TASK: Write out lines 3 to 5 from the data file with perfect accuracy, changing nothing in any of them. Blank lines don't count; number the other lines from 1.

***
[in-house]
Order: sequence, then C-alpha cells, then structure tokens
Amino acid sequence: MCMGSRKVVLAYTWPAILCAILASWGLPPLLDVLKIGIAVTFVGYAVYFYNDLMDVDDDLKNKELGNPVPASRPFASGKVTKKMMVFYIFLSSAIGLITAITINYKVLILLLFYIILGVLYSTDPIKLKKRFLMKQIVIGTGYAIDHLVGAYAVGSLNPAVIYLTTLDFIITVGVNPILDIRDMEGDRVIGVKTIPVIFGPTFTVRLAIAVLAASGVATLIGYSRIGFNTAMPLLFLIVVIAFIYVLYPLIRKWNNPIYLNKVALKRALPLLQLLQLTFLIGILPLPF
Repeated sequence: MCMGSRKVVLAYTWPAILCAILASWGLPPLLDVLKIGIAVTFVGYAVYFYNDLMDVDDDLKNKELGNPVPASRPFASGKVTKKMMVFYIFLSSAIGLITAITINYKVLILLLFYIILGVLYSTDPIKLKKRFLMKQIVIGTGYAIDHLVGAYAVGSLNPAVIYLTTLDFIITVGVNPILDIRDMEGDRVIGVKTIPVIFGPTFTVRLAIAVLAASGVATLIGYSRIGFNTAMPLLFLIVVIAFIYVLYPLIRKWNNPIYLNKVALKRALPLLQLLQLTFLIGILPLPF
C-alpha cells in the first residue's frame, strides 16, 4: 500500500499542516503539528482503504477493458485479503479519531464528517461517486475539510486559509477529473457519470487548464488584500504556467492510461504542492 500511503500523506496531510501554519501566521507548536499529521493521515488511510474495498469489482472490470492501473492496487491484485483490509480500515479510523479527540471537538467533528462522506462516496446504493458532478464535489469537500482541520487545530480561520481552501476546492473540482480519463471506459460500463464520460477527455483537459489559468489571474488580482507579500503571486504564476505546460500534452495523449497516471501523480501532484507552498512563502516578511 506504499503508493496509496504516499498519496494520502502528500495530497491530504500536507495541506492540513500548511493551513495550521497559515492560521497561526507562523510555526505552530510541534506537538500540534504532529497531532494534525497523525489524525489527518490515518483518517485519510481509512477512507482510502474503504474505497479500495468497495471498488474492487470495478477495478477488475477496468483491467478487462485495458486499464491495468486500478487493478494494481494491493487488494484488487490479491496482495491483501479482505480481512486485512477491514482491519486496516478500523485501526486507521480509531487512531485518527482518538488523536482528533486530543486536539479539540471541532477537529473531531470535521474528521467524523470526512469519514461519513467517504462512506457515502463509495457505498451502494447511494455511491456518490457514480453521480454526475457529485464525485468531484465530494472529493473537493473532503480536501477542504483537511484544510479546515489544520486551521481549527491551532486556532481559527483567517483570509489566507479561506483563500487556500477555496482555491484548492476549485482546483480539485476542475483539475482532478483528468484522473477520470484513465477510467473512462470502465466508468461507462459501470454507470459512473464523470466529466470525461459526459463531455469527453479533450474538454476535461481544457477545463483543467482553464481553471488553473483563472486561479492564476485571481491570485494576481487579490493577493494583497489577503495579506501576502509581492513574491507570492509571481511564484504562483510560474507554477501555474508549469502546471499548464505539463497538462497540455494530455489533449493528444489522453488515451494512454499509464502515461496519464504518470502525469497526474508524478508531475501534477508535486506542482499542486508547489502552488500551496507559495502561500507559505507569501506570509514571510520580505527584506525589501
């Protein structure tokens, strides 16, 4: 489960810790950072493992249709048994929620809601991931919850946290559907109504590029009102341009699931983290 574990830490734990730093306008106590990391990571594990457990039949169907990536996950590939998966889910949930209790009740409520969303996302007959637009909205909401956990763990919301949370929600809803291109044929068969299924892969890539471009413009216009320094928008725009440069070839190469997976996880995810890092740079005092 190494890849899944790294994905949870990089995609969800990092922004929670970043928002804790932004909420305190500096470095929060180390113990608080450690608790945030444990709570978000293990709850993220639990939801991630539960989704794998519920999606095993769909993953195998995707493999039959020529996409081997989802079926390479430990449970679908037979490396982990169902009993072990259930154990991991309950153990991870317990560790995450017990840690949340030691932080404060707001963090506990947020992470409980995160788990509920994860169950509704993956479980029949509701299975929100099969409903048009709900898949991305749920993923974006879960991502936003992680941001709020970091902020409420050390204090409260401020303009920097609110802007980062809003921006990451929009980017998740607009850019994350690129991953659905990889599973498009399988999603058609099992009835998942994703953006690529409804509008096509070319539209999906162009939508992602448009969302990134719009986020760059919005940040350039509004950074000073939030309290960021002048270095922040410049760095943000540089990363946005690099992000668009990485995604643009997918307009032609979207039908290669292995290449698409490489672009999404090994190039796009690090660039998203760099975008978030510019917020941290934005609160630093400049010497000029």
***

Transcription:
Amino acid sequence: MCMGSRKVVLAYTWPAILCAILASWGLPPLLDVLKIGIAVTFVGYAVYFYNDLMDVDDDLKNKELGNPVPASRPFASGKVTKKMMVFYIFLSSAIGLITAITINYKVLILLLFYIILGVLYSTDPIKLKKRFLMKQIVIGTGYAIDHLVGAYAVGSLNPAVIYLTTLDFIITVGVNPILDIRDMEGDRVIGVKTIPVIFGPTFTVRLAIAVLAASGVATLIGYSRIGFNTAMPLLFLIVVIAFIYVLYPLIRKWNNPIYLNKVALKRALPLLQLLQLTFLIGILPLPF
Repeated sequence: MCMGSRKVVLAYTWPAILCAILASWGLPPLLDVLKIGIAVTFVGYAVYFYNDLMDVDDDLKNKELGNPVPASRPFASGKVTKKMMVFYIFLSSAIGLITAITINYKVLILLLFYIILGVLYSTDPIKLKKRFLMKQIVIGTGYAIDHLVGAYAVGSLNPAVIYLTTLDFIITVGVNPILDIRDMEGDRVIGVKTIPVIFGPTFTVRLAIAVLAASGVATLIGYSRIGFNTAMPLLFLIVVIAFIYVLYPLIRKWNNPIYLNKVALKRALPLLQLLQLTFLIGILPLPF
C-alpha cells in the first residue's frame, strides 16, 4: 500500500499542516503539528482503504477493458485479503479519531464528517461517486475539510486559509477529473457519470487548464488584500504556467492510461504542492 500511503500523506496531510501554519501566521507548536499529521493521515488511510474495498469489482472490470492501473492496487491484485483490509480500515479510523479527540471537538467533528462522506462516496446504493458532478464535489469537500482541520487545530480561520481552501476546492473540482480519463471506459460500463464520460477527455483537459489559468489571474488580482507579500503571486504564476505546460500534452495523449497516471501523480501532484507552498512563502516578511 506504499503508493496509496504516499498519496494520502502528500495530497491530504500536507495541506492540513500548511493551513495550521497559515492560521497561526507562523510555526505552530510541534506537538500540534504532529497531532494534525497523525489524525489527518490515518483518517485519510481509512477512507482510502474503504474505497479500495468497495471498488474492487470495478477495478477488475477496468483491467478487462485495458486499464491495468486500478487493478494494481494491493487488494484488487490479491496482495491483501479482505480481512486485512477491514482491519486496516478500523485501526486507521480509531487512531485518527482518538488523536482528533486530543486536539479539540471541532477537529473531531470535521474528521467524523470526512469519514461519513467517504462512506457515502463509495457505498451502494447511494455511491456518490457514480453521480454526475457529485464525485468531484465530494472529493473537493473532503480536501477542504483537511484544510479546515489544520486551521481549527491551532486556532481559527483567517483570509489566507479561506483563500487556500477555496482555491484548492476549485482546483480539485476542475483539475482532478483528468484522473477520470484513465477510467473512462470502465466508468461507462459501470454507470459512473464523470466529466470525461459526459463531455469527453479533450474538454476535461481544457477545463483543467482553464481553471488553473483563472486561479492564476485571481491570485494576481487579490493577493494583497489577503495579506501576502509581492513574491507570492509571481511564484504562483510560474507554477501555474508549469502546471499548464505539463497538462497540455494530455489533449493528444489522453488515451494512454499509464502515461496519464504518470502525469497526474508524478508531475501534477508535486506542482499542486508547489502552488500551496507559495502561500507559505507569501506570509514571510520580505527584506525589501